Face The Music

Francis Jones talks to music illustrator Mark Reihill

The advent of MTV, the pivotal importance of the music video, a band’s ‘look’ and the increasing use of stylists and image-makers. Like it or not, music is never solely about what we hear.

From Peter Blake’s iconic cover for The Beatles' Sgt Pepper’s Lonely Hearts Club Band to the classic AC/DC logo, artists and designers have been ensuring that the music fan hears with their ears and eyes. Pink Floyd

Here Fermanagh-born, Belfast-based digital illustrator Mark Reihill talks about his work and about the role that design and art has to play in music.

Reihill, whose work has been commissioned by the BBC and Alternative Ulster, amongst many others, explains the process behind the images he has created and the challenge in creating work to convey the artistic aspirations of the musicians he depicts.

How did you set about becoming a digital illustrator, what qualifications are necessary and what experience have you obtained?

‘I started off by doing a foundation course in Derry and that led me onto my degree at the Art College in Belfast. At that stage I wasn’t too sure exactly what I wanted to do, be it animation, illustration, advertising etc. After graduation I worked for a year with Genesis Advertising and since then I’ve been working as a freelance digital illustrator.’

What attracted you to the idea of music illustration?

‘Well quite simply I’ve always loved music and, for me, part of that experience is the artwork that accompanies records. You know like the really memorable album art, the album covers that stick in the memory because they’re really good or really bad.

'When I think about music I think about the visuals as well as the sound, for example artists like Marilyn Manson or The Chalets have a really interesting look and I would try to bring that out and to illustrate them in a cool way and to capture the essence of what that particular act is about.’

Cat MalojianIn practical terms, what is the actual process, from you deciding on a subject to the finished image?

‘I pretty much pick an artist based on their music, a performance I’ve witnessed, style or music video. Then I do a little research, collecting imagery etc. Once I feel I have enough information I will sometimes do a very rough sketch, it’s from this I get the composition of the illustration. But most of the time I illustrate straight ‘from my brain onto the computer’, using my research as a visual reference.’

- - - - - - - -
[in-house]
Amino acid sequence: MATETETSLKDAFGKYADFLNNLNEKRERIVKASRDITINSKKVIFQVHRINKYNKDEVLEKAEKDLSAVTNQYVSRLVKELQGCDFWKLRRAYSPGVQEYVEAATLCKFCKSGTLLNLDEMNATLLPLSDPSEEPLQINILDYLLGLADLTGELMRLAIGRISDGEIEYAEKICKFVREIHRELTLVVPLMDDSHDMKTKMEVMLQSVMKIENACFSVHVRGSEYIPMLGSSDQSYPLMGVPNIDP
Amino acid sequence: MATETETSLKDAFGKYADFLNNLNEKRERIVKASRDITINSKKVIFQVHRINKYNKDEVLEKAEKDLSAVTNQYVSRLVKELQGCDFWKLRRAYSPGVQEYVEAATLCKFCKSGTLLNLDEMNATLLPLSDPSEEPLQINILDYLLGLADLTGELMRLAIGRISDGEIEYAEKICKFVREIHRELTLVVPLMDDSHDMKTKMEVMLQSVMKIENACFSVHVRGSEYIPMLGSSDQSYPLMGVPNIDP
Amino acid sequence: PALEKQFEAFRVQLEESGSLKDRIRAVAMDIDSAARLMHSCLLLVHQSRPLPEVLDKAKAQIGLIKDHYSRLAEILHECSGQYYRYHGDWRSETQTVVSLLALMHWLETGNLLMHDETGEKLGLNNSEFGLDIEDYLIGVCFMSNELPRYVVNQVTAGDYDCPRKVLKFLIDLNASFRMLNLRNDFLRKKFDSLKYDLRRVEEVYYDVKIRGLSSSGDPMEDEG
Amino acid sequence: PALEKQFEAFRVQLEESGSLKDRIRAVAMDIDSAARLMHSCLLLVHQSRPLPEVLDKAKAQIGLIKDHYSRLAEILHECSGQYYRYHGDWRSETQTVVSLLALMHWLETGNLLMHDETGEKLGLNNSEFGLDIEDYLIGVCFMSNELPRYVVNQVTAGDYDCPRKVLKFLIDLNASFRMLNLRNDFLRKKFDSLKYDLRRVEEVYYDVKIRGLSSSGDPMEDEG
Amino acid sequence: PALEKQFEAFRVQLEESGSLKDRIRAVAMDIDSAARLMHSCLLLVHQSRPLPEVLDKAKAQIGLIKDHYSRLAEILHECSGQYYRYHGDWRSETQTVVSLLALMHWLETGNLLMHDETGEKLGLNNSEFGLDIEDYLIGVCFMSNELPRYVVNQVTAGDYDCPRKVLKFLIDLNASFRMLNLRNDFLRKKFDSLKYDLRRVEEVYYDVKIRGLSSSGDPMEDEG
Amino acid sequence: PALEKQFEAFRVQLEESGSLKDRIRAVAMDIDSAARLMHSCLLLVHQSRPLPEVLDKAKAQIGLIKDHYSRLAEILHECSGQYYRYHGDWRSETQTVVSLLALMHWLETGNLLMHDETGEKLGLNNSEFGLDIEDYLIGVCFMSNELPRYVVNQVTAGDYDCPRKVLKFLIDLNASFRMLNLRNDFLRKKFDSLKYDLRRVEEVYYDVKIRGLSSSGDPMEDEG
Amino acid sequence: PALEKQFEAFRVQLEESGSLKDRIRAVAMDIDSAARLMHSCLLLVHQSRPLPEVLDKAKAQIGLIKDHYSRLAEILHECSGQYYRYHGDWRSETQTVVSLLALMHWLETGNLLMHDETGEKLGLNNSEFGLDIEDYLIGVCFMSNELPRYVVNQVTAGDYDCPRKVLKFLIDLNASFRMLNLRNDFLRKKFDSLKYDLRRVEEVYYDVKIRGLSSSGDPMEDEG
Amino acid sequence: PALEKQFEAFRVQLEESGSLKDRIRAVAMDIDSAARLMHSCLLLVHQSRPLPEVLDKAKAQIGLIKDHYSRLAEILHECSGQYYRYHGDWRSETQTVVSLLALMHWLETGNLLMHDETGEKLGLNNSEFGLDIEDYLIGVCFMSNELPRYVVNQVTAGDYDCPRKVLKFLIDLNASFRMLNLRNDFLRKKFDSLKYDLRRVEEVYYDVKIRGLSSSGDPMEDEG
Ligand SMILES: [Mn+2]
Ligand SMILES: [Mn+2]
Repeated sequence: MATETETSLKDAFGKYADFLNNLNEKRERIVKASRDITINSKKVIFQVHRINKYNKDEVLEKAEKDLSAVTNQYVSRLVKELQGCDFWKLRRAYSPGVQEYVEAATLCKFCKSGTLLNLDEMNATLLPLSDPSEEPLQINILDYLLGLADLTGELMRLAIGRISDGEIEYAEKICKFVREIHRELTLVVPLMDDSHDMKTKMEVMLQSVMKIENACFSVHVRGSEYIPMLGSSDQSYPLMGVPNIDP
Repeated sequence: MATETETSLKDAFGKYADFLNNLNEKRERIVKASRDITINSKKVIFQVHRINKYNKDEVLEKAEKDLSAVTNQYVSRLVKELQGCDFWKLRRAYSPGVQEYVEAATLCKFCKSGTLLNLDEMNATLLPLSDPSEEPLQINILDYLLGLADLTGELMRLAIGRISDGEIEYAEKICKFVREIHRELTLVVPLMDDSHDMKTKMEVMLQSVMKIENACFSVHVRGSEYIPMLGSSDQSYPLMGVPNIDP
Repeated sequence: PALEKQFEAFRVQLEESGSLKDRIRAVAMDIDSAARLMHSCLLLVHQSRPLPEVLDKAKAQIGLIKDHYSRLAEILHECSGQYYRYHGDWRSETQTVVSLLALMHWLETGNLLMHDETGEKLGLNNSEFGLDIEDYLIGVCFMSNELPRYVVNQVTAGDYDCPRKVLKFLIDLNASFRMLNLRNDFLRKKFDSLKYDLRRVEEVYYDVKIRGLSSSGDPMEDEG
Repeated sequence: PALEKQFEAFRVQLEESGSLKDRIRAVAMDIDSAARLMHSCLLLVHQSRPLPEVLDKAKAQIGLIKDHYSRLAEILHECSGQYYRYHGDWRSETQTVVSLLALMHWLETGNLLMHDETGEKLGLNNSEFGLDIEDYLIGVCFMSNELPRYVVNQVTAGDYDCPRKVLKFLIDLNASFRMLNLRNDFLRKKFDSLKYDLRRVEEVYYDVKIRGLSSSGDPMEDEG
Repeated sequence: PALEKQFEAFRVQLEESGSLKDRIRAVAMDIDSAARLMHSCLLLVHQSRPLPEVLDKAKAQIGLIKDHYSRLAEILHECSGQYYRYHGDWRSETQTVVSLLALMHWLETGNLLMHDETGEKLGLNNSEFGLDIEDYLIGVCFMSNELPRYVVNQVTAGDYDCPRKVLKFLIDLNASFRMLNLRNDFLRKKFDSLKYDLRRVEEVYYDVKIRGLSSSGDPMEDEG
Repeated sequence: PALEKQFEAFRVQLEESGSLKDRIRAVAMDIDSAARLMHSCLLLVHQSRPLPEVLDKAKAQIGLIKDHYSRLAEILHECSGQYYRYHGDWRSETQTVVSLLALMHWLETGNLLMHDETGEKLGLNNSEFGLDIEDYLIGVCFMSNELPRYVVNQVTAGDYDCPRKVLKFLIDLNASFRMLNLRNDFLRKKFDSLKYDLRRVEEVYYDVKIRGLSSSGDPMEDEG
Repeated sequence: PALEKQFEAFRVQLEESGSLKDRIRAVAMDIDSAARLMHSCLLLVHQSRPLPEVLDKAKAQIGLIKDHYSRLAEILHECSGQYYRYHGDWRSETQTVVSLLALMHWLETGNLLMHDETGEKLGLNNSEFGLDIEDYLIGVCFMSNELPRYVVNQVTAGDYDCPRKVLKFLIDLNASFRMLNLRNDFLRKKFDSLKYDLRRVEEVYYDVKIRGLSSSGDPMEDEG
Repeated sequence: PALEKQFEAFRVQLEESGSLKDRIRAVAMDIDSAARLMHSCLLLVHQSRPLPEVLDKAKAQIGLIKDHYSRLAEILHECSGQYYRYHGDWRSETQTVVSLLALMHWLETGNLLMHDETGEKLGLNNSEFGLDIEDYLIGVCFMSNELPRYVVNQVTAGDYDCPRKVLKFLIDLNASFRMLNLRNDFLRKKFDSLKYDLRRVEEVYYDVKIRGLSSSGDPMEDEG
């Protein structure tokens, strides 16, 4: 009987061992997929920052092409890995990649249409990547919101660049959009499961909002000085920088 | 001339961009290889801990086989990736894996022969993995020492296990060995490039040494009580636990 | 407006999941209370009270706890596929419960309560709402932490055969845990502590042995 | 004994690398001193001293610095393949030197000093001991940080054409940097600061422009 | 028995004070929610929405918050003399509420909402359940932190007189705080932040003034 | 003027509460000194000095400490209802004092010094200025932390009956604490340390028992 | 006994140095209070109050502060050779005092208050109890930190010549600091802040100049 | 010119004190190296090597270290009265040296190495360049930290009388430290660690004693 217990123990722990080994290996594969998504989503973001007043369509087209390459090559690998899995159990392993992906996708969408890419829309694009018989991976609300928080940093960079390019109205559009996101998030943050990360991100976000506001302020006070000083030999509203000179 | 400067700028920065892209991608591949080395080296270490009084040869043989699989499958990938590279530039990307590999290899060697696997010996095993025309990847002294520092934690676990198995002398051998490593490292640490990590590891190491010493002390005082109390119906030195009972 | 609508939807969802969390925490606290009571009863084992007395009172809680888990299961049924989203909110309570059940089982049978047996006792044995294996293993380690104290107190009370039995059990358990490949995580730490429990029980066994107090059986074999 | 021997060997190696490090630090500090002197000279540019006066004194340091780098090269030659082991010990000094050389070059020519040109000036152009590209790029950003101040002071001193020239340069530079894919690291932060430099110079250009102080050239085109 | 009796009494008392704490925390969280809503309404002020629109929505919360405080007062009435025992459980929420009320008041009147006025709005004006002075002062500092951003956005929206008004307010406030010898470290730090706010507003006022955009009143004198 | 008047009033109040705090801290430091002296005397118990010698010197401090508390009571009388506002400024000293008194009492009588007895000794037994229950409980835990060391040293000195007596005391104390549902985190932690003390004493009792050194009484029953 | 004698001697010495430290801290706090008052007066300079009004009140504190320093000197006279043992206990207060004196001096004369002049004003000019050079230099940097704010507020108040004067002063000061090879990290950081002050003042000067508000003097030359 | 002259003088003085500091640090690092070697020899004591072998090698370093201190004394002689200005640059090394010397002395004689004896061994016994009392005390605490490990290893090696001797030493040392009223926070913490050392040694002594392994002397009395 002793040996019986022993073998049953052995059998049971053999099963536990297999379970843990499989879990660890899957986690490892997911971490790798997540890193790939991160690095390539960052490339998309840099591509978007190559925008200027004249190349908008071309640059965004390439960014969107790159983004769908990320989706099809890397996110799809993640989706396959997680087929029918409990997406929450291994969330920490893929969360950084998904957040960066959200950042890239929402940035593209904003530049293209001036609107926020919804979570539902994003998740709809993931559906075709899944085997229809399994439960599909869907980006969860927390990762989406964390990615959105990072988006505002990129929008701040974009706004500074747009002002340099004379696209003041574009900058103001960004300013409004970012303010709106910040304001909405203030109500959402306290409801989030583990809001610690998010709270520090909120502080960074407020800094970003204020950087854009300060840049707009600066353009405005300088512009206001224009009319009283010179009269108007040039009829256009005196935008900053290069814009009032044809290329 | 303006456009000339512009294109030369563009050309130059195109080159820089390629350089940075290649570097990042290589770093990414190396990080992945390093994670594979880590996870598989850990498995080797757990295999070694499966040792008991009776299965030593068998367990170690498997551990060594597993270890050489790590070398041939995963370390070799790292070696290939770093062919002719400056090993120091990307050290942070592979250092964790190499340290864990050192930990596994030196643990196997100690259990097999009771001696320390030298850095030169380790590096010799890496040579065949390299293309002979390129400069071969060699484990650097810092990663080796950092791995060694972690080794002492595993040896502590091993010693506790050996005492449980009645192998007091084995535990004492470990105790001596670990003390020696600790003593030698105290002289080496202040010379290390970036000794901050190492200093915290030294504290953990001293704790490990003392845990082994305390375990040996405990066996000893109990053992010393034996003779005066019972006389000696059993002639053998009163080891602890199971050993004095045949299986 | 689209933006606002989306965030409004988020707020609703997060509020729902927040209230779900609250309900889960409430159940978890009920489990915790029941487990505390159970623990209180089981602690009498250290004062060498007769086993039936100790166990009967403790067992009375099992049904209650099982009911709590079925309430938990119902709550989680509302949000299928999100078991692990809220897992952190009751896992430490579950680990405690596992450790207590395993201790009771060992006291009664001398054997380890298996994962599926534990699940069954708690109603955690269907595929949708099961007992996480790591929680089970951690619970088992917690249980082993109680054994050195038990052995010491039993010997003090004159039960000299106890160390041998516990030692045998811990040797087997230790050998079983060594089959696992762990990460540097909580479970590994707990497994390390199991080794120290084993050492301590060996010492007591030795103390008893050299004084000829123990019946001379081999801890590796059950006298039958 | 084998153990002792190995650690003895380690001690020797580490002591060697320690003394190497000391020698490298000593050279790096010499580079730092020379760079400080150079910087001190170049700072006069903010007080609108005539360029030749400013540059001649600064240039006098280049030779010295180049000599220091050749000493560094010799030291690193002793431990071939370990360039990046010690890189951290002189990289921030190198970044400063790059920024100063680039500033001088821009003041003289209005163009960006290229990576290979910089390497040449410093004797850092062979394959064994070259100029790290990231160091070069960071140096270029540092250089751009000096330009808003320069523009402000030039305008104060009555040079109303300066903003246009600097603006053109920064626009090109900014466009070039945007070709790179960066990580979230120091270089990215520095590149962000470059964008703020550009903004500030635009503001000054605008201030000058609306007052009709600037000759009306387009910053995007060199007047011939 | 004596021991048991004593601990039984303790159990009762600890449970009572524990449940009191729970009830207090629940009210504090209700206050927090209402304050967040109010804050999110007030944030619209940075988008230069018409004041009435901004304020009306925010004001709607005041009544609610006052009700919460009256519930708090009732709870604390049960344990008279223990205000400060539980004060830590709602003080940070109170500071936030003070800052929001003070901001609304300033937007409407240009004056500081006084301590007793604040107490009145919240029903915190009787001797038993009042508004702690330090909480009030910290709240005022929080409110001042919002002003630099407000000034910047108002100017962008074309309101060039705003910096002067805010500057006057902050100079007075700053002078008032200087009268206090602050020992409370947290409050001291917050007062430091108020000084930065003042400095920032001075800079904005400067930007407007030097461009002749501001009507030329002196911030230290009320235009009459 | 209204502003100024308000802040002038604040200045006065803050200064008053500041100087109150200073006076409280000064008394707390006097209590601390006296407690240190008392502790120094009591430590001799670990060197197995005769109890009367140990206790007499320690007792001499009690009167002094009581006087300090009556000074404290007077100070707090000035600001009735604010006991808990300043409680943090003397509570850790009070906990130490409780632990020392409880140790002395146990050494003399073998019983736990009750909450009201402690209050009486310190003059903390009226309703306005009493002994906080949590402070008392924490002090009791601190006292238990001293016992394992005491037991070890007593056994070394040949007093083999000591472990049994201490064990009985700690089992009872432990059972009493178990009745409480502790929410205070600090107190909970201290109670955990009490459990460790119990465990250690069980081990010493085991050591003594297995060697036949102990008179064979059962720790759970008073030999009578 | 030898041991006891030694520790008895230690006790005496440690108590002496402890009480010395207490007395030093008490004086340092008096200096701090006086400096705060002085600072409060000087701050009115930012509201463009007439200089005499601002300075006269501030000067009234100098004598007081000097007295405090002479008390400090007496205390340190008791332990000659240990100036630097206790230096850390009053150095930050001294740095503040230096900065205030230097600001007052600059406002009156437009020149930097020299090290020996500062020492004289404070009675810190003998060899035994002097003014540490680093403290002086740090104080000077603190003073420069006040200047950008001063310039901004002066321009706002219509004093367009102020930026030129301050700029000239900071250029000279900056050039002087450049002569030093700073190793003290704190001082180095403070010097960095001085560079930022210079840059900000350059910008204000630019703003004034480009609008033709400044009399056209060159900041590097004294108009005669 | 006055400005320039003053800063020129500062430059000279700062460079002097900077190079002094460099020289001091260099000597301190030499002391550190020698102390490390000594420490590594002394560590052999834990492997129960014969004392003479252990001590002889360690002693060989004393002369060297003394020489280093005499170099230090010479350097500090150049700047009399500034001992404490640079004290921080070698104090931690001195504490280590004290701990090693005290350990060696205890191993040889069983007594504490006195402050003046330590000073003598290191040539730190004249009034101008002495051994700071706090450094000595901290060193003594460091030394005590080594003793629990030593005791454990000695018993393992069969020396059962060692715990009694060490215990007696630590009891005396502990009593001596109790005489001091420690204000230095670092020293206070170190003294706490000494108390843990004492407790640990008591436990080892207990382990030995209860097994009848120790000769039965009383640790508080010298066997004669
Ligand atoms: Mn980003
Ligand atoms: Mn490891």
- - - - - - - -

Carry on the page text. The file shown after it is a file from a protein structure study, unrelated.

And how do you adapt your technique, the look, to foreground the individuality, the distinctiveness of these often very different artists?

‘Each artist/artists will determine the style, look and feel of their piece. For example Josh Ritter is quite folksy, poetic, grainy, country and railroad –with a lot of his personality and charisma shining through his music and performances. (Main image, above)

'So I felt, for his portrait I should use a very neutral and earthy colour pallet –lots of browns, with some white as highlights. The erratic and energetic brush strokes, paint splatters, and roughness of the illustration - comforted by warm, soft and earthy colours reflect Josh’s own unique style of storytelling.’

Do you find that it is more difficult to be truly unique and distinctive using digital means as opposed to old-fashioned illustration methods?

‘Traditionalists might try and tell you it is, but really I think that is something of a fallacy. I use Adobe Thom YorkeIllustrator for most of my work. I tend to draw 100% in ‘Illustrator’. By this I mean I don’t need to draw my portrait on paper, scan it in and trace it. I can workout characteristics and the form of the artist in my head.

'To me using a mouse is no different than using a pencil. It’s down to the individual artist to translate what he can see and feel into a visual expression.’

Are there any trademark stylistic devices that you employ, or would you say your work has a particular look?

'No, I try not to restrict myself to one particular style, so the work can vary. I think it’s important to be able to adapt and change. Once I’m happy with one particular style and feel I’ve perfected it then it’s time to move on and try something else. However, you should be able to differentiate my work from that of other illustrators, it’s all in the eyes! The eyes of the subjects are always stylised.

The world of illustration and design, much like the music world, is incredibly fickle, full of fleeting hip. Do you find it difficult to create work that reconciles your personal tastes to what is currently ‘in fashion’?

‘You just have to concern yourself with developing your own style, whether or not something is cool or of-the-moment, well that doesn’t really bother me. I’m only worried about conveying something of the band or artist I’m depicting.’

The AnswerAs a music illustrator, what would be your dream gig?

‘I would love to do something for an act I really admire, someone like The Who or Led Zeppelin. But, really, so long as I get a brief that I can be in control of, then I’m happy.’

You’re quite a fan of the local music scene, which acts are you into?

‘I love The Answer, Swanee River and I think We Are Knives are a great outfit. And I must mention Duke Special, he’s just super-fantastic. Not an artist I’ve illustrated yet, but he’s certainly the next on my list!’